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In his May I/O 2017 keynote, Google CEO Sundar Pichai addressed an “important shift,” their sea change, from “searching and organizing the world’s information to artificial intelligence (AI) and machine learning (ML).” In his 2016 Founder’s Letter, Pichai laid out his vision: “The next big step will be for the very concept of the 'device' to fade away. Over time, the computer itself — whatever its form factor — will be an intelligent assistant helping you through your day. We will move from mobile first to an AI first world.”

Recently, Pichai made good on that promise by backing a group of startups that use AI in healthcare technology. One uses voice recognition commands for record-keeping, team collaboration and other administrative tasks, reportedly saving doctors 10 hours a week. Others use the technology for early diagnosis of sepsis, assistance for people with mobility trouble and construction of a platform for wearables.

Google is just the first of the giants to step into the fray.  according to Healthcare IT News.

When it comes to investing in AI, a great deal has changed over the years. 2007 saw 31 new deals take place. By 2016, the number skyrocketed to 322 deals, with a total of $3.6 billion invested. For all healthcare IT companies, venture capital funding during first nine months of 2017 alone passed the total for 2016, which was

Fast-Paced Innovation in Health Care

Today, AI works best through perception and cognition using voice and image recognition and ML — learning without humans explicitly programming them to perform that process. AI in health care uses algorithms (a process for problem-solving) to analyze medical data, especially prevention or treatments that could impact patient outcomes. AI programs are working most effectively in fields like personalized medicine/genetics; drug discovery and development; and disease identification and management.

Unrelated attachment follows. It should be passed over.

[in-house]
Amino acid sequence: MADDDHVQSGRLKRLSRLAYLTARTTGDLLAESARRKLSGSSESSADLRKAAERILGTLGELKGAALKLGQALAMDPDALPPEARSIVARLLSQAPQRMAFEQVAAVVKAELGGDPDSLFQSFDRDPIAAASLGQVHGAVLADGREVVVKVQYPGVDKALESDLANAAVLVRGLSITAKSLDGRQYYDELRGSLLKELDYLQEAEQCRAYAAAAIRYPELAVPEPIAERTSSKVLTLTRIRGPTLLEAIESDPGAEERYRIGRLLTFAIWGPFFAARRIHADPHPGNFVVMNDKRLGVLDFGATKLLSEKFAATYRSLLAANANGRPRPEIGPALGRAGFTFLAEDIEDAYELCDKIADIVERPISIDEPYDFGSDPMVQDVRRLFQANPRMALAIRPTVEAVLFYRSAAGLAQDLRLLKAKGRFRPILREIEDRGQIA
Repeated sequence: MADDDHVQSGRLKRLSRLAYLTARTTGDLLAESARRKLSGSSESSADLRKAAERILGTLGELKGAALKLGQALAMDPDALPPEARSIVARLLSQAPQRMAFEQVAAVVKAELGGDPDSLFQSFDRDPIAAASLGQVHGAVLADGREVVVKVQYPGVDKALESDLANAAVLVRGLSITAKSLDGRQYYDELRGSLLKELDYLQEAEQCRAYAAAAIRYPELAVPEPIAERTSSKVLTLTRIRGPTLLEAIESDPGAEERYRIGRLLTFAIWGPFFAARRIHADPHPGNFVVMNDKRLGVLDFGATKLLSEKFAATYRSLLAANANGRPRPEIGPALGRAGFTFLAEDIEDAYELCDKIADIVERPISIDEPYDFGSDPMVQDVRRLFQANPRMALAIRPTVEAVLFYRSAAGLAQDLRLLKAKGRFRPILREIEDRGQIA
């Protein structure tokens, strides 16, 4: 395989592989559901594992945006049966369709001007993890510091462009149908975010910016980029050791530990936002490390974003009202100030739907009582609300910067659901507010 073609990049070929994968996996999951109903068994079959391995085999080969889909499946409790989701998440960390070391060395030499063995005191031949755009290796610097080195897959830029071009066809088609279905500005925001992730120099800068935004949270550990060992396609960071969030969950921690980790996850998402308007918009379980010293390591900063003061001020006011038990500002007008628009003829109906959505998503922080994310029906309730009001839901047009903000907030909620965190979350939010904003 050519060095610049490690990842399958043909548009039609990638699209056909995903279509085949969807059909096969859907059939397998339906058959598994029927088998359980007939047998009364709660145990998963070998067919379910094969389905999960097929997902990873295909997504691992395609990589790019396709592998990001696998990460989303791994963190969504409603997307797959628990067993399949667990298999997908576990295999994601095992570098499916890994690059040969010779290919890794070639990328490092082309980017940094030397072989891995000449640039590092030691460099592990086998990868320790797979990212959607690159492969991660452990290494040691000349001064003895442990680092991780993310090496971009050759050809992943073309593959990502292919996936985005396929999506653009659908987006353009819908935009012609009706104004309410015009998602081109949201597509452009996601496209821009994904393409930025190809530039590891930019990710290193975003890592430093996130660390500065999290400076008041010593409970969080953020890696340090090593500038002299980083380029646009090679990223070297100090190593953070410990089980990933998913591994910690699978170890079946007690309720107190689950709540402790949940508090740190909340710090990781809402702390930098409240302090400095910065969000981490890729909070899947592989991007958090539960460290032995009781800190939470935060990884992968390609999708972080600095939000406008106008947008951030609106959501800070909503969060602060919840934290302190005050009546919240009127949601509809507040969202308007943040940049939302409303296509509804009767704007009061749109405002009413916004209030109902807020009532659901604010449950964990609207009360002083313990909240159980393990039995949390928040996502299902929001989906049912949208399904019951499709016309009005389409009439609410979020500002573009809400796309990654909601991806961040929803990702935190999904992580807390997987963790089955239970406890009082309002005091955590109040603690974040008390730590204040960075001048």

“Putting real-time data in the hands of providers helps them better help patients,” says Deborah Muro, CIO for El Camino Hospital in California, like by developing an algorithm to analyze patients at high risk of falls. Gathering certain types of information, such as how frequently patients leave their beds or use their call lights, can be used to alert nurses to check on patients in order to prevent potential falls, she says.

AI Solutions for Health Care: Now and Later

Both now and on the horizon, AI innovations in health care are more exciting than ever. Consider these technologies:

• Chatbots can take “patient inquiries via phone, e-mail or live chat.”

• Virtual assistants “enable conversational dialogues and pre-built capabilities that automate clinical workflows.” Some can to even detect depression through subtle clues in speech or gesture.

• Robot "doctors" are conversational robots that explain lab results.

• Surgery consultants support workflow and build predictive modeling.

• AI prosthetics refers to when a “bionic hand is fitted with a camera which instantaneously takes a picture of the object in front of it, assesses its shape and size and triggers a series of movements in the hand” in response.

• Disease detectors can “identify tuberculosis on chest X-rays,” and some can highlight “areas that might indicate the potential presence of cerebral bleeds.”

By virtue of design, AI and ML solutions for health care will keep getting better. You can expect these technologies to enhance diagnosis and prevention of diseases, help researchers get more out of the data they collect and even empower labs to produce drugs tailored to a person’s DNA. For AI in health care, the future certainly looks bright.